While riveted into home cinema, multimedia just went portable
CAIRO: In Egypt these days, as elsewhere in the world, many people are obsessed with buying plasma screens, assuming they’re going to suddenly have an amazing viewing experience. What’s wrong with this assumption is that it’s high-definition television, not plasma, which promises a sharper picture. Yet in actual fact even high-definition TV can’t even be put into full use yet, because there’s almost nothing you can watch on them that’s of sufficient quality. The medium simply isn’t ready.
Of the plasma and LCD screens available in Egypt, costing anything upwards of LE 20,000, almost none are actually compatible with high-definition content. The HD-Ready or HDTV-Ready badges indicate that the set is capable of displaying a high-definition picture – if you buy an additional tuning device or set-top box that is external to the television itself. Such a TV is essentially a high-resolution monitor.
An actual HDTV includes that tuner, built in. No additional box is necessary, and the set is capable of receiving and displaying your high-definition programming. So it’s a proper HDTV you need.
But wait – an even bigger hurdle is what you’d do with it.
Television is predominantly analogue in nature, both cable and satellite. To be high-definition, content needs to be created and sent in a different way, namely digital. Only America has, so far, pledged to be broadcasting entirely in digital by 2008. Waiting for high-definition content for your high-definition TV in other parts of the world, including the Middle East, might be a long wait indeed.
DVD movies offer higher resolution than standard TV broadcasts (720 by 480 pixels as opposed to 500 by 480), but they don t offer anything near the 1,920 by 1,080 resolution of a high-definition TV. This means you’ll have to pick a side on the HD-DVD versus Blu-ray brawl.
That’s right – the very companies that brought us DVDs in the first place are now fighting over its evolution. Both standards – the Sony-backed Blu-ray and Toshiba/Microsoft-backed HD-DVD – have been developed to enable recording, playback and rewriting of high-definition video and data. The key to these technologies is the blue-violet laser that is used to write the data to the disc at a much shorter wavelength than the current red laser DVD system (a 405 nanometer wavelength versus DVDs that use a 650 nm wavelength red laser), which makes it possible to read and write smaller units – a next-generation optical disc. As a result, these discs can hold up to 15GB (HD-DVD) and 25GB (Blu-ray) of data on a single-sided single-layer 12 centimeter disc.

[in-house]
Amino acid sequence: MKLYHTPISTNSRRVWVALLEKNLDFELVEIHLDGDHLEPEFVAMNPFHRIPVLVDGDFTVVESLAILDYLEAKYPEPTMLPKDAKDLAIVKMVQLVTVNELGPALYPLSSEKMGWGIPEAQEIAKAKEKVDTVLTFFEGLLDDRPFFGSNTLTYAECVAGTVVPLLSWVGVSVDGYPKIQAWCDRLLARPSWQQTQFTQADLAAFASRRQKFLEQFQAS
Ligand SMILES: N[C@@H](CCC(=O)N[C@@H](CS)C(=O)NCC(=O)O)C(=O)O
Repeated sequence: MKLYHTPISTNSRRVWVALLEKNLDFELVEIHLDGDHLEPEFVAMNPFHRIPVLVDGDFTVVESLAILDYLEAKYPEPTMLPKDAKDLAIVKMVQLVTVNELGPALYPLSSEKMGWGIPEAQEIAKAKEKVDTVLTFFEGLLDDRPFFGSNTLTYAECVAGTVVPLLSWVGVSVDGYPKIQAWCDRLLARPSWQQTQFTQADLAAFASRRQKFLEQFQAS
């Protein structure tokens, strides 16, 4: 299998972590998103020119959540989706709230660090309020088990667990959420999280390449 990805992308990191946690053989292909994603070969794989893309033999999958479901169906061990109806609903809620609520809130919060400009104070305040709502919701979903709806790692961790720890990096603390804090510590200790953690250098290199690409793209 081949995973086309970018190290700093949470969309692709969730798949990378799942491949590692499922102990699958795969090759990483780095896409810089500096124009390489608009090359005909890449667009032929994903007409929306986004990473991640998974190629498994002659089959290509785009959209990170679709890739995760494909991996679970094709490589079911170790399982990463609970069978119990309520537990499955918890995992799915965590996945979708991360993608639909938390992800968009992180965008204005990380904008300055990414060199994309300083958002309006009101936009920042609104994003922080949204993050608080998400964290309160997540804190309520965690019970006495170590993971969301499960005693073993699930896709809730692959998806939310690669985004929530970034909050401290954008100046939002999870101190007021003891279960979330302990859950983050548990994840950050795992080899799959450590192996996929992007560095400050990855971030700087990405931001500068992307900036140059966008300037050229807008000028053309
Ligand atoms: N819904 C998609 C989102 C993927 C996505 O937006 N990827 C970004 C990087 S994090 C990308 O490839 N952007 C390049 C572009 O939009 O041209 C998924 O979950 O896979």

This additional storage capacity is being deemed essential when HDTV goes mainstream, in order to allow storage of high-definition TV shows or movies on an optical disc in the same high quality. You can record about 13 hours of standard TV but only a bit more than 2 hours of uncompressed high-definition TV on a 25GB disc. Neither format is compatible with the other however; if you choose to buy now, there’s a one in two chance you’ll have picked the Betamax, and not the VHS, to cite the video standards war of the 1980s.
So what then, could you possibly do with a high-definition TV if you’ve already followed through on your urge to buy one? In theory, you could use one of those next-generation games consoles. Both the PS3 and Xbox 360 not only support high-definition, but can also be considered to have driven its rise in popularity. But where are you going to get one of those from? Neither system is likely to get any kind of support in Egypt for the foreseeable future.
So if you’re too impatient to sit out the settling of all this technology, remember that in Egypt you’ve got a feeble chance at best of getting a proper HDTV or any high-definition television broadcasting to watch on it, a Blu-ray or HD-DVD player or any discs for them, or a games console that is compatible.
So chill for the moment, and instead of focusing on the drool-worthy sharpness of high-definition TV, try indulging your electronic fetish by going small and portable.
The convergence of functionality onto hand-held devices is something that we’re actually seeing now and can take advantage of. Microsoft is due to launch Zune this November to compete with the iPod. Zune players will be sold for about $250 (LE 1500) in much of the world, with content available for purchase at a matching online store. Media-friendly software is already available for the newer Blackberry models. And these lifestyle features are being predicted as next steps for Blackberry hand-sets: stereo sound, better video resolution, expandable memory, and a smaller, lighter design, and maybe even a camera.
We won’t know for a few years which types of hand-held devices will win out as the best providers of all these services – will it be the camera companies that add on phone, PDA, and downloading capabilities; or the iPod-esque downloaders that add communication functionality; or the Nokias or Blackberries that add the music and camera (as Blackberry creators Research In Motion have been moving towards a sleeker mobile phone design with the Pearl).
But if you’re the type who likes to be on the so-called bleeding edge of technology, better to ride the wave with a LE 1500 device that gives you some fun on the go while you await convergence than to be sitting in your living room with a LE 45,000 high-definition TV and almost no content to watch on it for ages to come.
Enjoy your iPod or Blackberry, and I’ll see you in a few years at a sale for high-definition television – by which time not only will there be substantially more content, but, given what we know about technology pricing, it’ll cost a lot less too. I’ll be the one with the smile on my face.